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sideration of the arguments of that gentleman, allow me provements, as the present; and are we to be told we to remark that we have been required to act upon this have no use for the money in the public Treasury? subject rather in the dark; that we have had no official I readily agree that it is better that these importing information as to the extent of the relief asked. We merchants, who are engaged actively in enterprising have to rely on the verbal information of the friends of commerce that adds to the wealth of the nation, should this measure, who, I suppose, have it from those who hold this money, which belongs in common to them and are asking relief, and who, it is to be presumed, would the rest of their fellow citizens, without interest, than feel no interest in magnifying the amount upon which that the deposite banks, in whose vaults it is to be they ask indulgence without interest, and who, because placed, should be allowed to fatten and grow rich on of their interest, would be held in all legal tribunals as the interest paid them by the people, for the most gra. incompetent witnesses. Taking, then, the account of cious privilege of using their own money. But I am the friends of the bill as correct, the first section of it not willing to stake the fate of this bill on this issue. It embraces bonds for about $700,000, and the second sec- is not the true issue. I, for one, sir, intend to legis. tion about $3,000,000. Predicating my calculation late upon this and every other subject calculated to afupon this information, I find interest on those bonds, at fect our finances, with just as strict an eye to economy the rate of six per cent. per annum, renewable annually as though I knew this Congress intended to obey the from the time they respectively fall due up to the pe voice of the people in their demand for an equal dis. riod to which it is proposed to extend the credits, tribution of the surplus revenue among the States. I amounts to something upwards of $318,740; an amount am not yet prepared to anticipate a failure of this most greater than is required to pay the two hundred and important measure. forty three members of this House for one hundred and Government is a moral person, possessing, in refersixty days, and sufficiently large, especially when taken ence to its property, all the natural, moral, and legal into consideration in connexion with the importance rights of a private individual; every citizen constitutes of the principle involved, to induce this House to ex. a component part thereof, and his right in every thing amine well into the subject, and weigh well the proba that belongs to the Government, whether it be in the ble effect and consequence of such a precedent upon public lands or bonds upon importers, or in whatever the future legislation of this House.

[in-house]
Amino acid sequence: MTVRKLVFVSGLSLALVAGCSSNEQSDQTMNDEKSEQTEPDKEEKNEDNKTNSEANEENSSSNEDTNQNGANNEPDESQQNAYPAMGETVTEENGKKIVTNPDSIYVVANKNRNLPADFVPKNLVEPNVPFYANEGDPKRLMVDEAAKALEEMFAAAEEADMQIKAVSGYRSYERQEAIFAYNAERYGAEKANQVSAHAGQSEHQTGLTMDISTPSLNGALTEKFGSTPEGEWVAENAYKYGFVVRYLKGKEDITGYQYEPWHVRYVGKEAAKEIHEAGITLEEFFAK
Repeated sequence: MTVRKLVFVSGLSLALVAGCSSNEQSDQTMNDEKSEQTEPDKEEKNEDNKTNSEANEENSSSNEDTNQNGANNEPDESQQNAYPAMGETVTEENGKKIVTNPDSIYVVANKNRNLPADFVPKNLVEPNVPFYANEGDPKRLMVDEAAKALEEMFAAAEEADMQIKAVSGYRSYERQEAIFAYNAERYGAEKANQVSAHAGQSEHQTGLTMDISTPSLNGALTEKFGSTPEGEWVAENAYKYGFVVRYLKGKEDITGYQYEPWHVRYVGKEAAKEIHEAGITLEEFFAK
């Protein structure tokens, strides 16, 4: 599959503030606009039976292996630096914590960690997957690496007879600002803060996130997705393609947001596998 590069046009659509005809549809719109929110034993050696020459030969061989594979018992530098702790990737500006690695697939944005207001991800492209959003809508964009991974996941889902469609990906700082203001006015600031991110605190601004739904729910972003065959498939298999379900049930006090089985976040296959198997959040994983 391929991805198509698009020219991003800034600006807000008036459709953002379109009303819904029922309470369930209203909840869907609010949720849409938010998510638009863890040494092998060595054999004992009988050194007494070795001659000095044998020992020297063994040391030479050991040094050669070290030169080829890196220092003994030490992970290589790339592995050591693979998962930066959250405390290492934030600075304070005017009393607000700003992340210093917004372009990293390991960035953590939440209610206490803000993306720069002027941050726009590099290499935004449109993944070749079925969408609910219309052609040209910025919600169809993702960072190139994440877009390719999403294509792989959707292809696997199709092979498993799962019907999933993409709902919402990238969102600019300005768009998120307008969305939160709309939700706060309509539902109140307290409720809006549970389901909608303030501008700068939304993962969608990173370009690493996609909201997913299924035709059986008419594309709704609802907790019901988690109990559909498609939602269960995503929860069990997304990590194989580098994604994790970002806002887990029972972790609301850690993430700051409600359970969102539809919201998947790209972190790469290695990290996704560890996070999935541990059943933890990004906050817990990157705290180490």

the right of property can exist, though small in point of We, Mr. Chairman, I am fully apprized, are most del size, yet bears the same proportion to the entire thing icately and peculiarly situated in reference to this as well which one bears to the number of citizens in this Gof. as all other claims that come before us; we occupy the ernment, and is just as perfect and unquestionable as attitudes both of party and judge; and, whilst we should though the right to the entire thing was vested in him; be careful not to let self-interest bias us on the one side, and the same policy which is observed in the fiscal conwe should not be less careful to see that we are not cerns of a wise, prudent, humane, and just private indriven into error on the other hand from too great an dividual, should control and regulate the financial opeapprehension of doing injustice to the applicants. But, rations of every Government, where the interest and sir, let us now proceed to consider, in detail, the argu- happiness of the great mass of the people are the para. ments of the friends of this measure. The honorable mount considerations. Hence, we should adopt the member from Massachusetts, as has been remarked, same process of analysis, the same rules of investigation, having covered all the grounds taken in support of this in arriving at the relative rights of the Government, and bill, I will confine myself particularly to his remarks. such of its citizens as are embraced by the provisions

The first ground taken by him is, that the Govern. of this bill, as though it were a matter between two inment has such an amount of surplus revenue now in its dividuals.